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Murky future for NSA data sweep as 'sunset' looms

An undated aerial handout photo shows the National Security Agency (NSA) headquarters building in Fort Meade, Maryland. With a key law underpinning US bulk surveillance programmes set to expire, the future appears murky for the data sweep led by the National Security Agency.

[WASHINGTON] With a key law underpinning US bulk surveillance programmes set to expire, the future appears murky for the data sweep led by the National Security Agency.

At midnight on Sunday EST, barring a last-minute deal in Congress, a key section of the US Patriot Act - used as a legal basis for much NSA surveillance - will expire or "sunset." This would shut down most "bulk collection" efforts by US intelligence and law enforcement, programs which have sparked outrage since revelations from former NSA contractor Edward Snowden.

A senior administration official said bulk collection servers would be turned off at 4:00 pm (2000 GMT) and any collection after midnight would be deemed illegal.

The deadline has led to a frenzy of activity in Congress, seeking a way to keep programmes intact for national security investigations, but the outcome is far from clear.

Earlier this month the House of Representatives passed the USA Freedom Act to rein in NSA authority by ending bulk collection and improving transparency at a secret court which supervises the programme.

But the Senate blocked a vote on the bill and failed to muster enough support for a short-term extension of the law: Section 215 of the Patriot Act.

Some senators offered compromise measures, but it remains unclear if these can garner enough support in the Senate or prompt the House to reconsider its own measure.

Harley Geiger at the Center for Democracy & Technology, which has led a campaign for the USA Freedom Act, said the compromise bills are far weaker in reining in the surveillance.

Mr Geiger said that, if the law expires even for just one day, it may change the dynamic of the vote process because lawmakers would be reinstating surveillance authority and not simply extending existing programmes.

"Civil liberties groups are united in opposing anything weaker than the USA Freedom act," he said.

Members of the House have also warned that they may not accept a different measure from the Senate or extend the existing law.

"If the Senate chooses to allow these authorities to expire, they should do so knowing that sunset may be permanent," said a statement from leaders of the House Judiciary Committee.

Adding to the confusion is a US appeals court ruling which said the government went beyond the intent of Congress with bulk collection and that the program was illegal.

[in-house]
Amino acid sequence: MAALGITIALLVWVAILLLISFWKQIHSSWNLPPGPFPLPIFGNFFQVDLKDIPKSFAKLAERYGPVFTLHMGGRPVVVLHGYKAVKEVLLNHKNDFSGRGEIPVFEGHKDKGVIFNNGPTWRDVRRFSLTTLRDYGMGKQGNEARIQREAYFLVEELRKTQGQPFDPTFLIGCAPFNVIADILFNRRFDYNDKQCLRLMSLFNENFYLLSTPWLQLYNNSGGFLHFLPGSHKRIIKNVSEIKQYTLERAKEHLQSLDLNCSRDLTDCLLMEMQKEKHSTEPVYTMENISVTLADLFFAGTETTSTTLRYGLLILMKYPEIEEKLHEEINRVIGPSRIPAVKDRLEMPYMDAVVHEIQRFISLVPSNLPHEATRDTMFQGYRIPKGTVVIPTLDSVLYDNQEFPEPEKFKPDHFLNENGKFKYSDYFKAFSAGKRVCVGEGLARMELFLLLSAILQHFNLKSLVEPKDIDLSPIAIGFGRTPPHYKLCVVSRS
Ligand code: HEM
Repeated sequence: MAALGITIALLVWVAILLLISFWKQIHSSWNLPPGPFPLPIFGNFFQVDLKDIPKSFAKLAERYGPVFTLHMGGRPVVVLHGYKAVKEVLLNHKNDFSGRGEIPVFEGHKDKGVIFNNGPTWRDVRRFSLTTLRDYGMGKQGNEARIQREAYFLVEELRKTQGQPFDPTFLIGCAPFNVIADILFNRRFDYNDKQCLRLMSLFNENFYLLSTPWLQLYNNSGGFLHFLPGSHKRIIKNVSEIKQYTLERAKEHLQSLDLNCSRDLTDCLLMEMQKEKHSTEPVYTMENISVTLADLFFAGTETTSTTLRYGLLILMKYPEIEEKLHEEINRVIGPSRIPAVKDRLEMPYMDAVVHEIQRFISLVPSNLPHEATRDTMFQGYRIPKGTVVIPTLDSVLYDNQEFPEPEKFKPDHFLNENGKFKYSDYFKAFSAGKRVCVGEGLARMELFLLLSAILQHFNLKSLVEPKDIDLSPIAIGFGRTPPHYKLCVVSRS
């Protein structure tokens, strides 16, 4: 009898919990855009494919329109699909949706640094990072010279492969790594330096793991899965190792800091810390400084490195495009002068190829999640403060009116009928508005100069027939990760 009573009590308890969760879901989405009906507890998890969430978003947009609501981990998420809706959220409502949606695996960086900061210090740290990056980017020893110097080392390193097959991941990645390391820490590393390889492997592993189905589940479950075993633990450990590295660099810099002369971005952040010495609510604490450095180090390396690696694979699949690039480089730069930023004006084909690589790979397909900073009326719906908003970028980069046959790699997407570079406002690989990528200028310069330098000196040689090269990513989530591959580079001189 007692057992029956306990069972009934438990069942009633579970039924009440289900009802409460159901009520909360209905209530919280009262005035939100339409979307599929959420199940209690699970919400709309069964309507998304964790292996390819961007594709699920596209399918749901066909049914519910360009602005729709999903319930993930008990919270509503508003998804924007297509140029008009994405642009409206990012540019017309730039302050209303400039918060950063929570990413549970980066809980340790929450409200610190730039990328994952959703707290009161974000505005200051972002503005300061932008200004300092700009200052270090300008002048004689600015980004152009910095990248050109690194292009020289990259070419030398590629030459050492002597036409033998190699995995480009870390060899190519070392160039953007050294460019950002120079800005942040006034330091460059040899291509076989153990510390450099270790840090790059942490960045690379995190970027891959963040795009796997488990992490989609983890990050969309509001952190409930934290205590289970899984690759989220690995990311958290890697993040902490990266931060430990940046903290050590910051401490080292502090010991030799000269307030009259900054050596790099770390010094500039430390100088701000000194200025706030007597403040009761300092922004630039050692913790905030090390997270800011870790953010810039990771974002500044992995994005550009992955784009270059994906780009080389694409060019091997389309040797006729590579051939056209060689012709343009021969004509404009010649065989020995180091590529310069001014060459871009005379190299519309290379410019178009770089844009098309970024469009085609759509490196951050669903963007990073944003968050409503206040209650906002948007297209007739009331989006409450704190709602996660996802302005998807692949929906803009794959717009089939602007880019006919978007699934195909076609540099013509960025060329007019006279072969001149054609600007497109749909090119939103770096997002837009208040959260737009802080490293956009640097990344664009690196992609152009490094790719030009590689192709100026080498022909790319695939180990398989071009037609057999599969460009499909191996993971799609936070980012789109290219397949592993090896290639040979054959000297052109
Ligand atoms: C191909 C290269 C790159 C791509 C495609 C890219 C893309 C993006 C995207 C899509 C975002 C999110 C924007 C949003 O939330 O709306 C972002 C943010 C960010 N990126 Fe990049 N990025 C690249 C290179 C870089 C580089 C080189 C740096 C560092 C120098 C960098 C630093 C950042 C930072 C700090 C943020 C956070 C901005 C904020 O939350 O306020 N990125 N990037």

This means lawmakers must affirm they want a sweeping surveillance effort, which has been fiercely criticised at home and abroad.

Some civil liberties activists welcome the possibility of a "sunset," saying it is better than a weak reform.

"The Patriot Act, rushed through Congress in the wake of a national crisis, included sunset provisions for a reason: The extraordinary new powers created by the law were to be re-examined - and allowed to expire if abusive or ineffective. Both of those criteria have been met," said David Segal of the activist group Demand Progress, on behalf of a coalition including Tea Party Nation and the Council on American-Islamic Relations.

Mr Geiger said an expiration would be a mixed outcome and that a better result would be passage of the USA Freedom Act, even if the reforms are relatively modest.

"If we have a sunset, surveillance authority becomes much more narrow," he told AFP.

"But the downside is that a sunset will cause the intelligence agencies to freak out and security hawks in Congress to claim this is a national security crisis."

The White House is urging lawmakers to step up with an agreement before the expiration, to preserve the ability to keep key national security efforts in operation.

"I expect them to take action, and take action swiftly," President Barack Obama said on Friday.

"I don't want us to be in a situation in which for a certain period of time those authorities go away, and suddenly we're dark," he said.

"Heaven forbid we've got a problem where we could have prevented a terrorist attack or apprehended someone who is engaged in dangerous activity, but we didn't do so simply because of inaction in the Senate." James Clapper, director of national intelligence, said the intelligence community would "lose important capabilities." "For new investigations, we will no longer be able to get orders allowing us to effectively track terrorists and spies who switch communications devices," he said.

But Jameel Jaffer of the American Civil Liberties Union cautioned against "scaremongering" over the sunset.

"The government has many other tools that allow it to collect the same kinds of things that it can collect under Section 215," Mr Jaffer said on the Just Security blog.

He said expiration would be a political blow to the NSA, but "there's no support for the argument that the sunset of Section 215 would compromise national security."